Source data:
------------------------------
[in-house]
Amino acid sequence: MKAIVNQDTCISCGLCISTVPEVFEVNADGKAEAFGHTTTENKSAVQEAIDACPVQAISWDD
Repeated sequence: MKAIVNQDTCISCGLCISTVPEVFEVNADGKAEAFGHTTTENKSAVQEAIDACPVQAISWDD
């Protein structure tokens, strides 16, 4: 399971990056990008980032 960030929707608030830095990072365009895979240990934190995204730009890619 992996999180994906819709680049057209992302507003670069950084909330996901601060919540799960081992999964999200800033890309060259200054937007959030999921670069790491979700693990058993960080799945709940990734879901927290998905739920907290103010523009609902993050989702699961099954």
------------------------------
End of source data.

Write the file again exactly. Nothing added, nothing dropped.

[in-house]
Amino acid sequence: MKAIVNQDTCISCGLCISTVPEVFEVNADGKAEAFGHTTTENKSAVQEAIDACPVQAISWDD
Repeated sequence: MKAIVNQDTCISCGLCISTVPEVFEVNADGKAEAFGHTTTENKSAVQEAIDACPVQAISWDD
């Protein structure tokens, strides 16, 4: 399971990056990008980032 960030929707608030830095990072365009895979240990934190995204730009890619 992996999180994906819709680049057209992302507003670069950084909330996901601060919540799960081992999964999200800033890309060259200054937007959030999921670069790491979700693990058993960080799945709940990734879901927290998905739920907290103010523009609902993050989702699961099954």